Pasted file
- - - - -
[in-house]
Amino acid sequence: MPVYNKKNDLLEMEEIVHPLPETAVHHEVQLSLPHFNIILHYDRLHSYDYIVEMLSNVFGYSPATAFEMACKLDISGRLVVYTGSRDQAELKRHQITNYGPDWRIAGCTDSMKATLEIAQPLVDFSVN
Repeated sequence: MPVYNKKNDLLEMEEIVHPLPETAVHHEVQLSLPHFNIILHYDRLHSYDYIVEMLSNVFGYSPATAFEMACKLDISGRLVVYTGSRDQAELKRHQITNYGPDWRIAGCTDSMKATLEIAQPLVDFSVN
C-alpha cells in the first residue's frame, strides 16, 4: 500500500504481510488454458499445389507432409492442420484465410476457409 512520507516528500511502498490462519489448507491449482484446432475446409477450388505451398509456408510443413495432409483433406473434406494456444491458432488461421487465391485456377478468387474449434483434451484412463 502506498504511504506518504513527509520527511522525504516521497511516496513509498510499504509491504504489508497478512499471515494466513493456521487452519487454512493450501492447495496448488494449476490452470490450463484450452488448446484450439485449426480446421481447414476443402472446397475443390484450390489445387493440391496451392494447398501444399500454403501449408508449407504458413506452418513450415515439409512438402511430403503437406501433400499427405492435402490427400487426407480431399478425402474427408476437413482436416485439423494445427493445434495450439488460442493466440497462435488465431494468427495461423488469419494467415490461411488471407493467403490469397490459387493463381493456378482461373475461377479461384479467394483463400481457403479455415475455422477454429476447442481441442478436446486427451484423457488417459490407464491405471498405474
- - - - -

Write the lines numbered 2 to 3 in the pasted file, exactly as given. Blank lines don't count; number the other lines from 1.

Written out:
Amino acid sequence: MPVYNKKNDLLEMEEIVHPLPETAVHHEVQLSLPHFNIILHYDRLHSYDYIVEMLSNVFGYSPATAFEMACKLDISGRLVVYTGSRDQAELKRHQITNYGPDWRIAGCTDSMKATLEIAQPLVDFSVN
Repeated sequence: MPVYNKKNDLLEMEEIVHPLPETAVHHEVQLSLPHFNIILHYDRLHSYDYIVEMLSNVFGYSPATAFEMACKLDISGRLVVYTGSRDQAELKRHQITNYGPDWRIAGCTDSMKATLEIAQPLVDFSVN